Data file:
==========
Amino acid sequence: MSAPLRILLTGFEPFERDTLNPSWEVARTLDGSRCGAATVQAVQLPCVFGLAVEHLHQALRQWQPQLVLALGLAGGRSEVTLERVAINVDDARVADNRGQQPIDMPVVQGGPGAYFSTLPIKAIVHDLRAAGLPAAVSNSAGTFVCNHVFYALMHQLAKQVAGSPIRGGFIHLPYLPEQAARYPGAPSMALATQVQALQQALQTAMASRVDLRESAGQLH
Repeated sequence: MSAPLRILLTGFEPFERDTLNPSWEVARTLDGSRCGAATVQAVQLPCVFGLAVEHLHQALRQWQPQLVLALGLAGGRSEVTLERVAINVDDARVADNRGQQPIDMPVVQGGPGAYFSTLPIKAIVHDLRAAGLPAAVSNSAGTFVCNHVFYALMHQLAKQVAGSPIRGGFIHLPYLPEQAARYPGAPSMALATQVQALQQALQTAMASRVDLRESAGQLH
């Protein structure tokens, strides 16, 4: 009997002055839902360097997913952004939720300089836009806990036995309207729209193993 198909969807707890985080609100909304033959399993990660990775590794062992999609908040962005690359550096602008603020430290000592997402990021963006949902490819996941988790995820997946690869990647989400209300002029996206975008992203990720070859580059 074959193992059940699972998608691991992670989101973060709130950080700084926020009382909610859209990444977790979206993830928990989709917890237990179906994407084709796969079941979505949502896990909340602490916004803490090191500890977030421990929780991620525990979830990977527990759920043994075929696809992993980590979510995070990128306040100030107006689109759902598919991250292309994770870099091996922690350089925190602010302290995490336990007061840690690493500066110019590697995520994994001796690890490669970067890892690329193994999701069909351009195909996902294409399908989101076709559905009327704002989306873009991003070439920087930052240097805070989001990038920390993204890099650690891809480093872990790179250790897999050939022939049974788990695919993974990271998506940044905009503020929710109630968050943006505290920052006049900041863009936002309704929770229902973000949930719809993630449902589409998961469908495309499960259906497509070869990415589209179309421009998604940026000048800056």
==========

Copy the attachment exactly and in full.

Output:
Amino acid sequence: MSAPLRILLTGFEPFERDTLNPSWEVARTLDGSRCGAATVQAVQLPCVFGLAVEHLHQALRQWQPQLVLALGLAGGRSEVTLERVAINVDDARVADNRGQQPIDMPVVQGGPGAYFSTLPIKAIVHDLRAAGLPAAVSNSAGTFVCNHVFYALMHQLAKQVAGSPIRGGFIHLPYLPEQAARYPGAPSMALATQVQALQQALQTAMASRVDLRESAGQLH
Repeated sequence: MSAPLRILLTGFEPFERDTLNPSWEVARTLDGSRCGAATVQAVQLPCVFGLAVEHLHQALRQWQPQLVLALGLAGGRSEVTLERVAINVDDARVADNRGQQPIDMPVVQGGPGAYFSTLPIKAIVHDLRAAGLPAAVSNSAGTFVCNHVFYALMHQLAKQVAGSPIRGGFIHLPYLPEQAARYPGAPSMALATQVQALQQALQTAMASRVDLRESAGQLH
């Protein structure tokens, strides 16, 4: 009997002055839902360097997913952004939720300089836009806990036995309207729209193993 198909969807707890985080609100909304033959399993990660990775590794062992999609908040962005690359550096602008603020430290000592997402990021963006949902490819996941988790995820997946690869990647989400209300002029996206975008992203990720070859580059 074959193992059940699972998608691991992670989101973060709130950080700084926020009382909610859209990444977790979206993830928990989709917890237990179906994407084709796969079941979505949502896990909340602490916004803490090191500890977030421990929780991620525990979830990977527990759920043994075929696809992993980590979510995070990128306040100030107006689109759902598919991250292309994770870099091996922690350089925190602010302290995490336990007061840690690493500066110019590697995520994994001796690890490669970067890892690329193994999701069909351009195909996902294409399908989101076709559905009327704002989306873009991003070439920087930052240097805070989001990038920390993204890099650690891809480093872990790179250790897999050939022939049974788990695919993974990271998506940044905009503020929710109630968050943006505290920052006049900041863009936002309704929770229902973000949930719809993630449902589409998961469908495309499960259906497509070869990415589209179309421009998604940026000048800056």